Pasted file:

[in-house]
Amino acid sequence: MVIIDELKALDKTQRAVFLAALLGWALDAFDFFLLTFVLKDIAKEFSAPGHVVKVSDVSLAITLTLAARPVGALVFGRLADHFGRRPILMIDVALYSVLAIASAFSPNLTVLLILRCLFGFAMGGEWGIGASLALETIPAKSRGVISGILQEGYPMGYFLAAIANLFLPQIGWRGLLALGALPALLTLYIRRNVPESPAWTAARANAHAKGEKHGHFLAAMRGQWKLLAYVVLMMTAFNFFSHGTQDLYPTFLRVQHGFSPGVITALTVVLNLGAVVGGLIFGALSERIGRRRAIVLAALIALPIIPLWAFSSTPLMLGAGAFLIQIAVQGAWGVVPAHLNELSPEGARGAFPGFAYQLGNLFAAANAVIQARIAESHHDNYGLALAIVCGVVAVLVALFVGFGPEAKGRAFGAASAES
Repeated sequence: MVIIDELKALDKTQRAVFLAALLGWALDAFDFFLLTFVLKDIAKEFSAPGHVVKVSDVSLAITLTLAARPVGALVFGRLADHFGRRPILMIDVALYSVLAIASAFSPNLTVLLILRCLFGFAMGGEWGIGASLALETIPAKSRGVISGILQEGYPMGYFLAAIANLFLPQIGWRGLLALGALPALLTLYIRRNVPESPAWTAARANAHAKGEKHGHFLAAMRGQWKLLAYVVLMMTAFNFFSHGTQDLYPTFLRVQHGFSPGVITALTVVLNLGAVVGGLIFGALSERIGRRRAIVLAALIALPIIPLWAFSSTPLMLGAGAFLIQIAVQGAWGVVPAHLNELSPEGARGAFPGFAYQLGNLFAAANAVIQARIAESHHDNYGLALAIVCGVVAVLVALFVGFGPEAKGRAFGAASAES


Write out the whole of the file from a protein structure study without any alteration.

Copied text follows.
[in-house]
Amino acid sequence: MVIIDELKALDKTQRAVFLAALLGWALDAFDFFLLTFVLKDIAKEFSAPGHVVKVSDVSLAITLTLAARPVGALVFGRLADHFGRRPILMIDVALYSVLAIASAFSPNLTVLLILRCLFGFAMGGEWGIGASLALETIPAKSRGVISGILQEGYPMGYFLAAIANLFLPQIGWRGLLALGALPALLTLYIRRNVPESPAWTAARANAHAKGEKHGHFLAAMRGQWKLLAYVVLMMTAFNFFSHGTQDLYPTFLRVQHGFSPGVITALTVVLNLGAVVGGLIFGALSERIGRRRAIVLAALIALPIIPLWAFSSTPLMLGAGAFLIQIAVQGAWGVVPAHLNELSPEGARGAFPGFAYQLGNLFAAANAVIQARIAESHHDNYGLALAIVCGVVAVLVALFVGFGPEAKGRAFGAASAES
Repeated sequence: MVIIDELKALDKTQRAVFLAALLGWALDAFDFFLLTFVLKDIAKEFSAPGHVVKVSDVSLAITLTLAARPVGALVFGRLADHFGRRPILMIDVALYSVLAIASAFSPNLTVLLILRCLFGFAMGGEWGIGASLALETIPAKSRGVISGILQEGYPMGYFLAAIANLFLPQIGWRGLLALGALPALLTLYIRRNVPESPAWTAARANAHAKGEKHGHFLAAMRGQWKLLAYVVLMMTAFNFFSHGTQDLYPTFLRVQHGFSPGVITALTVVLNLGAVVGGLIFGALSERIGRRRAIVLAALIALPIIPLWAFSSTPLMLGAGAFLIQIAVQGAWGVVPAHLNELSPEGARGAFPGFAYQLGNLFAAANAVIQARIAESHHDNYGLALAIVCGVVAVLVALFVGFGPEAKGRAFGAASAES